Exposure therapy, such as social anxiety exposure therapy, is a psychological treatment that was developed to help people confront their fears. When people are fearful of something, they tend to avoid the feared objects, activities or situations. Although this avoidance might help reduce feelings of fear in the short term, over the long term it can make the fear become even worse. In such situations, a psychologist might recommend a program of exposure therapy in order to help break the pattern of avoidance and fear. In this form of therapy, psychologists create a safe environment in which to “expose” individuals to the things they fear and avoid. The exposure to the feared objects, activities or situations in a safe environment helps reduce fear and decrease avoidance.
In vivo exposure: Directly facing a feared object, situation or activity in real life. For example, someone with a fear of snakes might be instructed to handle a snake, or someone with social anxiety might be instructed to give a speech in front of an audience.
Imaginal exposure: Vividly imagining the feared object, situation or activity. For example, someone with Posttraumatic Stress Disorder might be asked to recall and describe his or her traumatic experience in order to reduce feelings of fear.
Virtual reality exposure: In some cases, virtual reality technology can be used when in vivo exposure is not practical. For example, someone with a fear of flying might take a virtual flight in the psychologist’s office, using equipment that provides the sights, sounds and smells of an airplane.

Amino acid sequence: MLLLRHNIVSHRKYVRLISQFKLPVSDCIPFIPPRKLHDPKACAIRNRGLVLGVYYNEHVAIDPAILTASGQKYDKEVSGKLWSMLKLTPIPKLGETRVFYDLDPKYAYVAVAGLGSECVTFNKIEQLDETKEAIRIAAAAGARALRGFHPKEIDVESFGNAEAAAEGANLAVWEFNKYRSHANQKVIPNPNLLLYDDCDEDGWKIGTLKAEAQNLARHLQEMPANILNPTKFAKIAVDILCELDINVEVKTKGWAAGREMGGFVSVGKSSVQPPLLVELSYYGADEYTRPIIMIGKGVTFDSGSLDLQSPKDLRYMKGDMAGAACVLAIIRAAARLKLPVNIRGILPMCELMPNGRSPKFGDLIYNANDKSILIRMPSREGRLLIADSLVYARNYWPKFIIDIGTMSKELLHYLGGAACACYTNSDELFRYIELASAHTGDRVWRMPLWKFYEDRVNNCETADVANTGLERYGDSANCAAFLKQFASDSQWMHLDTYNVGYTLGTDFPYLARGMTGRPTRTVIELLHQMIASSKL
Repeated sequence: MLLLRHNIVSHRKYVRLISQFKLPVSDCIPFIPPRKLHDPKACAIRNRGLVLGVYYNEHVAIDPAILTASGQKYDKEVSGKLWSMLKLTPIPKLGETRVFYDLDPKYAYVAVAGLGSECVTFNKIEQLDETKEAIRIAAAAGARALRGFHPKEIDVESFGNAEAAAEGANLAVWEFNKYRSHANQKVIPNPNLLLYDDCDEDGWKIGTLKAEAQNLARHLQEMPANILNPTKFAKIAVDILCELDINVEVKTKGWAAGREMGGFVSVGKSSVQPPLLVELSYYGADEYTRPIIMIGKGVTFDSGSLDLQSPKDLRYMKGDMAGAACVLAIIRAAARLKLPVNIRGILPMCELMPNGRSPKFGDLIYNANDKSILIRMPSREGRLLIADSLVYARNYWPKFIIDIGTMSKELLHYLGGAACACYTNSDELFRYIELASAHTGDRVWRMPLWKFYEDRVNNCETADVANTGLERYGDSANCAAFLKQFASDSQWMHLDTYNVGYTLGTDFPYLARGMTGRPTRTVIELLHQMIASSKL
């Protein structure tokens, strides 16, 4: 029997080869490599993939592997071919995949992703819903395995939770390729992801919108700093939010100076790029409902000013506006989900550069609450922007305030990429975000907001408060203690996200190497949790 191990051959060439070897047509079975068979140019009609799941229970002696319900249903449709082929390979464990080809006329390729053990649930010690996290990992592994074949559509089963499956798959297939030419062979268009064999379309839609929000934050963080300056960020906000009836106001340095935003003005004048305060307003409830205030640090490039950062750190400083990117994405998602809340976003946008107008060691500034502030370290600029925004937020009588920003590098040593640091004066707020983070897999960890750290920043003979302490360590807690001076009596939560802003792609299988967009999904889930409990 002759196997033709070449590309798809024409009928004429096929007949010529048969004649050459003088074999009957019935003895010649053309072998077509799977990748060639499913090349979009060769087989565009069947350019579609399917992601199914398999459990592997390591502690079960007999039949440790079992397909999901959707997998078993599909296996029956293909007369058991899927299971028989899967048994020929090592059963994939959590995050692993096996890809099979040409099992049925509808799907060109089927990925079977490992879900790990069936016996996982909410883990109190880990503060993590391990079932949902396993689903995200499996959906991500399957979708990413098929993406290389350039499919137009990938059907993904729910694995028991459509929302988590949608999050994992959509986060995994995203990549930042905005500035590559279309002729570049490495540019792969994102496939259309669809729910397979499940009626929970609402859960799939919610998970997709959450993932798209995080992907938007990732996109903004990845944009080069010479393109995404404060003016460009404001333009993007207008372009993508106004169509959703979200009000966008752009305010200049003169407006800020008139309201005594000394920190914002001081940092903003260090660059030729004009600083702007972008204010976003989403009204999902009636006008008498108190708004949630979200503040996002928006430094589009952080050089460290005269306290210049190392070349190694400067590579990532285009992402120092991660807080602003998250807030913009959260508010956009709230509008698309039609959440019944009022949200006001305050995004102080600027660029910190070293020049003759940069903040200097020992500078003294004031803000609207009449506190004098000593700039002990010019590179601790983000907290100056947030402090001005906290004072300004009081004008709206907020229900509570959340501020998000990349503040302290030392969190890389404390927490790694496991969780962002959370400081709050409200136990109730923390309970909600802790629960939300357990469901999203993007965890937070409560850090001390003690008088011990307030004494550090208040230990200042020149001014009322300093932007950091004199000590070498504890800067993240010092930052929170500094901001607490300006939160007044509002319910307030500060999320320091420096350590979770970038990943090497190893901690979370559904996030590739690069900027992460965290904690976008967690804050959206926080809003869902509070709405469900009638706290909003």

Interoceptive exposure: Deliberately bringing on physical sensations that are harmless, yet feared. For example, someone with Panic Disorder might be instructed to run in place in order to make his or her heart speed up, and therefore learn that this sensation is not dangerous.Exposure therapy can also be paced in different ways. These include:
Graded exposure: The psychologist helps the client construct an exposure fear hierarchy, in which feared objects, activities or situations are ranked according to difficulty. They begin with mildly or moderately difficult exposures, then progress to harder ones.
Flooding: Using the exposure fear hierarchy to begin exposure with the most difficult tasks.
Systematic desensitization: In some cases, exposure can be combined with relaxation exercises to make them feel more manageable and to associate the feared objects, activities or situations with relaxation.
Any exposure therapy, such as social anxiety exposure therapy, is thought to help in several ways, including:
Habituation: Over time, people find that their reactions to feared objects or situations decrease.
Extinction: Exposure can help weaken previously learned associations between feared objects, activities or situations and bad outcomes.
Self-efficacy: Exposure can help show the client that he/she is capable of confronting his/her fears and can manage the feelings of anxiety.
Emotional processing: During exposure, the client can learn to attach new, more realistic beliefs about feared objects, activities or situations, and can become more comfortable with the experience of fear.
Source: APA Div. 12 (Society of Clinical Psychology) (2017, July).
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